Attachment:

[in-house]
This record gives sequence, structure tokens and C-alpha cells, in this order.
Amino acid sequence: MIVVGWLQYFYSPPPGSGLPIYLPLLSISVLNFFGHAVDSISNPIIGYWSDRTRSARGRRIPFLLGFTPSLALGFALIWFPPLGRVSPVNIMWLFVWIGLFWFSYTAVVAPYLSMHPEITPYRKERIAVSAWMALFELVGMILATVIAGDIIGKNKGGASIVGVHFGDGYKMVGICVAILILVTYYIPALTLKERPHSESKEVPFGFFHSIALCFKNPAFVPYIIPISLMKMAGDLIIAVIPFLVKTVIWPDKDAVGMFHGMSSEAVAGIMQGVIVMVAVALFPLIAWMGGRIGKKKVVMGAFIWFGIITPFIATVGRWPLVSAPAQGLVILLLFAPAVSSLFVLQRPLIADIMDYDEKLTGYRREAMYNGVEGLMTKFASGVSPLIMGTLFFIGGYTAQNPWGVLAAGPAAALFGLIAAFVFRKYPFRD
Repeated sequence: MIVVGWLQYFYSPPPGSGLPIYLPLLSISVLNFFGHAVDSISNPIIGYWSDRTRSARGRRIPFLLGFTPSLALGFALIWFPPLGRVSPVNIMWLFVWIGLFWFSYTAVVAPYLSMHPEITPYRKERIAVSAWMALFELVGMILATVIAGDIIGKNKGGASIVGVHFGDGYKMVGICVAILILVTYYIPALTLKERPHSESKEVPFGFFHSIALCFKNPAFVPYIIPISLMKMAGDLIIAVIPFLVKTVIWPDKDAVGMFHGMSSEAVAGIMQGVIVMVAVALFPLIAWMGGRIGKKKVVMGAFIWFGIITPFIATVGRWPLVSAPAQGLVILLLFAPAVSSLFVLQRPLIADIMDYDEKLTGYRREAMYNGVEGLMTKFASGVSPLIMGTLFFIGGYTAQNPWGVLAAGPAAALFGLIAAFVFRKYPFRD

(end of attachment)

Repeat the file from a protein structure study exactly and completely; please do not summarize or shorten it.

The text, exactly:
[in-house]
This record gives sequence, structure tokens and C-alpha cells, in this order.
Amino acid sequence: MIVVGWLQYFYSPPPGSGLPIYLPLLSISVLNFFGHAVDSISNPIIGYWSDRTRSARGRRIPFLLGFTPSLALGFALIWFPPLGRVSPVNIMWLFVWIGLFWFSYTAVVAPYLSMHPEITPYRKERIAVSAWMALFELVGMILATVIAGDIIGKNKGGASIVGVHFGDGYKMVGICVAILILVTYYIPALTLKERPHSESKEVPFGFFHSIALCFKNPAFVPYIIPISLMKMAGDLIIAVIPFLVKTVIWPDKDAVGMFHGMSSEAVAGIMQGVIVMVAVALFPLIAWMGGRIGKKKVVMGAFIWFGIITPFIATVGRWPLVSAPAQGLVILLLFAPAVSSLFVLQRPLIADIMDYDEKLTGYRREAMYNGVEGLMTKFASGVSPLIMGTLFFIGGYTAQNPWGVLAAGPAAALFGLIAAFVFRKYPFRD
Repeated sequence: MIVVGWLQYFYSPPPGSGLPIYLPLLSISVLNFFGHAVDSISNPIIGYWSDRTRSARGRRIPFLLGFTPSLALGFALIWFPPLGRVSPVNIMWLFVWIGLFWFSYTAVVAPYLSMHPEITPYRKERIAVSAWMALFELVGMILATVIAGDIIGKNKGGASIVGVHFGDGYKMVGICVAILILVTYYIPALTLKERPHSESKEVPFGFFHSIALCFKNPAFVPYIIPISLMKMAGDLIIAVIPFLVKTVIWPDKDAVGMFHGMSSEAVAGIMQGVIVMVAVALFPLIAWMGGRIGKKKVVMGAFIWFGIITPFIATVGRWPLVSAPAQGLVILLLFAPAVSSLFVLQRPLIADIMDYDEKLTGYRREAMYNGVEGLMTKFASGVSPLIMGTLFFIGGYTAQNPWGVLAAGPAAALFGLIAAFVFRKYPFRD